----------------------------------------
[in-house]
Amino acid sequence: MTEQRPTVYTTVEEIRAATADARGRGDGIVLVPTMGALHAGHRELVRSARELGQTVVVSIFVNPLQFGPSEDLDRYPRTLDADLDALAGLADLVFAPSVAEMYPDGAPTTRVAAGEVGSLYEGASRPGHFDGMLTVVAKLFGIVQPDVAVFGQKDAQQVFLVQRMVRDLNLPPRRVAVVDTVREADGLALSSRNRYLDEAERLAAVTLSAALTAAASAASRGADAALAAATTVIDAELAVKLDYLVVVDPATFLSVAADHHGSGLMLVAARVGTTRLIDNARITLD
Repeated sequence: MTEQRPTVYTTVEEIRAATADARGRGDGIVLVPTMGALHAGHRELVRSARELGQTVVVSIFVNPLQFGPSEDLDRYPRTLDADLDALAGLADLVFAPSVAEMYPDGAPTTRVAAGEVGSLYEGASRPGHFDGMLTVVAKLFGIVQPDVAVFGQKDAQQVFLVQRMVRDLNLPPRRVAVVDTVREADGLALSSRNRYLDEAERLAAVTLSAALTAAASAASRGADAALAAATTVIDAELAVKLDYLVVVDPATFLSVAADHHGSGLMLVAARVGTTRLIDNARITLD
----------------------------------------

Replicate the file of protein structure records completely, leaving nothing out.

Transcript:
[in-house]
Amino acid sequence: MTEQRPTVYTTVEEIRAATADARGRGDGIVLVPTMGALHAGHRELVRSARELGQTVVVSIFVNPLQFGPSEDLDRYPRTLDADLDALAGLADLVFAPSVAEMYPDGAPTTRVAAGEVGSLYEGASRPGHFDGMLTVVAKLFGIVQPDVAVFGQKDAQQVFLVQRMVRDLNLPPRRVAVVDTVREADGLALSSRNRYLDEAERLAAVTLSAALTAAASAASRGADAALAAATTVIDAELAVKLDYLVVVDPATFLSVAADHHGSGLMLVAARVGTTRLIDNARITLD
Repeated sequence: MTEQRPTVYTTVEEIRAATADARGRGDGIVLVPTMGALHAGHRELVRSARELGQTVVVSIFVNPLQFGPSEDLDRYPRTLDADLDALAGLADLVFAPSVAEMYPDGAPTTRVAAGEVGSLYEGASRPGHFDGMLTVVAKLFGIVQPDVAVFGQKDAQQVFLVQRMVRDLNLPPRRVAVVDTVREADGLALSSRNRYLDEAERLAAVTLSAALTAAASAASRGADAALAAATTVIDAELAVKLDYLVVVDPATFLSVAADHHGSGLMLVAARVGTTRLIDNARITLD